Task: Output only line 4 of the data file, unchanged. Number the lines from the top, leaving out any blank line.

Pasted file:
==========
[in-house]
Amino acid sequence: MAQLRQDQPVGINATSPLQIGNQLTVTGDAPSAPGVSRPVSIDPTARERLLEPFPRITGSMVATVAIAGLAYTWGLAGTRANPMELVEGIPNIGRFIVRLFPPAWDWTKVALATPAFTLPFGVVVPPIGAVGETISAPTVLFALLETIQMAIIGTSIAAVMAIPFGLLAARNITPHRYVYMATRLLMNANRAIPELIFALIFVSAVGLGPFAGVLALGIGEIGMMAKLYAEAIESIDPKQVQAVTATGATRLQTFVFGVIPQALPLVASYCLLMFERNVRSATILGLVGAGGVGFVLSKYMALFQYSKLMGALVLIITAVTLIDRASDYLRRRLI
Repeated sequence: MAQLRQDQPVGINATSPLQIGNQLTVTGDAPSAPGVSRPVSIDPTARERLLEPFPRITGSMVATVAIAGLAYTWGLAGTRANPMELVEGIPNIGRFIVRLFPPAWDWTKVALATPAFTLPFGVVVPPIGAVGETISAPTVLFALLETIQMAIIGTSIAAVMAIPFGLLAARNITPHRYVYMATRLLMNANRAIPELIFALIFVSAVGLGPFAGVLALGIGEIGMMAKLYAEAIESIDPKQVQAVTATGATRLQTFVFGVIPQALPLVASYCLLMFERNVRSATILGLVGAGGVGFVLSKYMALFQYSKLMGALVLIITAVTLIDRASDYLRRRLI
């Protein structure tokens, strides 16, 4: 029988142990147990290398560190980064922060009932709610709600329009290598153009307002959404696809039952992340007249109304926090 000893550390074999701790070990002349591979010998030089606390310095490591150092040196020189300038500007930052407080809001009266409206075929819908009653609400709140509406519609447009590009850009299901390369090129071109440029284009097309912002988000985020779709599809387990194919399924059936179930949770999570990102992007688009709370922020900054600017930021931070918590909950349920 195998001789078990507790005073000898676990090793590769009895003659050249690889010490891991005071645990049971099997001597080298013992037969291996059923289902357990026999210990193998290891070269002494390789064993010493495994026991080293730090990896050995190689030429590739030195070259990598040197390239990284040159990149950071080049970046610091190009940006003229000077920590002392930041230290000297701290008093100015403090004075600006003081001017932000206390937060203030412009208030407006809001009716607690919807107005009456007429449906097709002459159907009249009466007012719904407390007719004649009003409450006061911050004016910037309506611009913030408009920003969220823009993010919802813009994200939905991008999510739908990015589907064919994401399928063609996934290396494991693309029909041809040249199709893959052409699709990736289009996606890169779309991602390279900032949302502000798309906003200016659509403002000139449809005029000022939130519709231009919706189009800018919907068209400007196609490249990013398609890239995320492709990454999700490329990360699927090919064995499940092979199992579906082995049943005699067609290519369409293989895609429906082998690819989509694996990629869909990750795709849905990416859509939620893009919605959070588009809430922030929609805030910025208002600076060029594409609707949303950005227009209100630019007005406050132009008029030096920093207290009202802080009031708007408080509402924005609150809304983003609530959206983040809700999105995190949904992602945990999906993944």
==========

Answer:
């Protein structure tokens, strides 16, 4: 029988142990147990290398560190980064922060009932709610709600329009290598153009307002959404696809039952992340007249109304926090 000893550390074999701790070990002349591979010998030089606390310095490591150092040196020189300038500007930052407080809001009266409206075929819908009653609400709140509406519609447009590009850009299901390369090129071109440029284009097309912002988000985020779709599809387990194919399924059936179930949770999570990102992007688009709370922020900054600017930021931070918590909950349920 195998001789078990507790005073000898676990090793590769009895003659050249690889010490891991005071645990049971099997001597080298013992037969291996059923289902357990026999210990193998290891070269002494390789064993010493495994026991080293730090990896050995190689030429590739030195070259990598040197390239990284040159990149950071080049970046610091190009940006003229000077920590002392930041230290000297701290008093100015403090004075600006003081001017932000206390937060203030412009208030407006809001009716607690919807107005009456007429449906097709002459159907009249009466007012719904407390007719004649009003409450006061911050004016910037309506611009913030408009920003969220823009993010919802813009994200939905991008999510739908990015589907064919994401399928063609996934290396494991693309029909041809040249199709893959052409699709990736289009996606890169779309991602390279900032949302502000798309906003200016659509403002000139449809005029000022939130519709231009919706189009800018919907068209400007196609490249990013398609890239995320492709990454999700490329990360699927090919064995499940092979199992579906082995049943005699067609290519369409293989895609429906082998690819989509694996990629869909990750795709849905990416859509939620893009919605959070588009809430922030929609805030910025208002600076060029594409609707949303950005227009209100630019007005406050132009008029030096920093207290009202802080009031708007408080509402924005609150809304983003609530959206983040809700999105995190949904992602945990999906993944």